believe, however, that the General Assembly must be strengthened
to enable it to deliver its development and other objectives
in an effective manner. To achieve this, all members will
need to participate actively in setting and implementing
the global agenda. Revitalisation of the Assembly features
prominently in the priorities we have set for reform of
the United Nations. We also hope to facilitate consideration
of the future direction of reform of the Security Council,
ongoing for some ten years now, following our assessment
of where this matter currently stands.
the role and function of the General Committee has been
among ideas long in our contemplation. I believe that the
Committee can be a source of significant support to the
Presidency. Together with Committee members, we are seeking
to determine how best to give practical effect to an enhanced
role for the General Committee.
and Security have assumed increasing importance, especially
following the bombing of the United Nations Headquarters
in Baghdad which resulted in the death of the Secretary-General's
Special Representative, Sergio De Mello and a number of
other United Nations staff members. Our sympathy goes out
to the family of Mr. De Mello and to the families of all
who died, as well as to those injured in the bombing. In
an international environment charged with the tension of
internal conflicts, war and terrorism, we have undertaken
to facilitate consideration of the situation in Iraq, to
support and promote peace in the Middle East and conflict
resolution in Africa.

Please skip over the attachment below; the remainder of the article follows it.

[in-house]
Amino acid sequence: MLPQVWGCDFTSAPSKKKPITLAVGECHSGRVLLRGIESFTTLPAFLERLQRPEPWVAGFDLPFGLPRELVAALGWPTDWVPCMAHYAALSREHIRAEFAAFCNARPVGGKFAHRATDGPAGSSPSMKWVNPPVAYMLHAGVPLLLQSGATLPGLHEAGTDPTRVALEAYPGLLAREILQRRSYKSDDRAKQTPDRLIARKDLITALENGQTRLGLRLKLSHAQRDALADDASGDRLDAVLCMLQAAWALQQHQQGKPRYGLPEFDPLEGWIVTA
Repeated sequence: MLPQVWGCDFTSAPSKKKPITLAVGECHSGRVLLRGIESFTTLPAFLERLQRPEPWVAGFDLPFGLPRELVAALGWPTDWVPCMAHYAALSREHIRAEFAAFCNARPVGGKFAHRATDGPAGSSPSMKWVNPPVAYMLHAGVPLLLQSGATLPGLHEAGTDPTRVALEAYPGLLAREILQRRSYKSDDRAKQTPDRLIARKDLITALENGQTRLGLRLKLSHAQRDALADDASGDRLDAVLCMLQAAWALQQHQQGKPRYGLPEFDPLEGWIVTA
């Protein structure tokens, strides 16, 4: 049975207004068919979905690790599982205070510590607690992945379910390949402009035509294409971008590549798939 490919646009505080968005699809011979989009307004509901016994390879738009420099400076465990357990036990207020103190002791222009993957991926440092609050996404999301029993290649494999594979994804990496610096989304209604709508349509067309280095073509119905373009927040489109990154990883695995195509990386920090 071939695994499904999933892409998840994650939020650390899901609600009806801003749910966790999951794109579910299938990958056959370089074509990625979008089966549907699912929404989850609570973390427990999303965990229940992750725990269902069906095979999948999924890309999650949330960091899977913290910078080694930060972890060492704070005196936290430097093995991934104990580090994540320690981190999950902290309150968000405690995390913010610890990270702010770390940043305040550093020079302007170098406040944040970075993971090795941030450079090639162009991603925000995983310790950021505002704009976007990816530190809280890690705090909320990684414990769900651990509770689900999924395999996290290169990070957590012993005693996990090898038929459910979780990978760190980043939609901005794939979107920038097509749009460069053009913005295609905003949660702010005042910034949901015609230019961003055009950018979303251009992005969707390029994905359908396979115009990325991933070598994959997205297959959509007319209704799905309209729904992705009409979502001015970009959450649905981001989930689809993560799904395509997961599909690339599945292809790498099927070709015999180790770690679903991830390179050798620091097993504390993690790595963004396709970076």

that FOSS member states fully understand what is required
to carry forward the priorities of the General Assembly,
including those that I have identified for priority consideration.
I say this with confidence, because small states have, indeed,
proven themselves fully capable of advancing issues of interest
both to themselves and to the international community. This
is borne out by our sound record of accomplishments and
the major voice we have had in international organisations,
such as the United Nations, the Commonwealth and the Organisation
of American States, where Small States have often taken
a lead role in stimulating and coordinating action in areas
of particular concern.
current international environment, however, there is much
more that we can, and must do. Small states must continue
to unravel and make sense of the increasingly rules-based
trading system. We must also act to have an input in international
policy. We must insist that decisions and resources be matched
more precisely, to enhance our prospects for implementation
of the outcomes of multilateral deliberations.
and friends, I will be counting on you to assist me in meeting
the goals and objectives of the Fifty-eighth session of
the General Assembly. I urge you to focus on the issues
and to propose and negotiate outcomes that will help us
to realise those goals and objectives. Specifically, I would
request members of FOSS to:
the lead in advancing priorities for the session, in the
areas of development, United Nations reform and peace
systematically to garner support for, and understanding
of concerns to small states, through regional and other
groups and organisations, where FOSS members are represented.
to the development of a strong support system among member
states of the General Assembly for the SIDS + 10 programme;
bilateral partners, particularly those in the developed
world to participate; and
to bring forward the matter of the vulnerability of small
states, including the initiative for a vulnerability index.
and friends, the mission is clear and the objectives have
been outlined. We must work collectively to achieve our
me again thank Ambassador Mahbubani for inviting me to address
the FOSS and to thank you all for the warm welcome that
you have given me here today.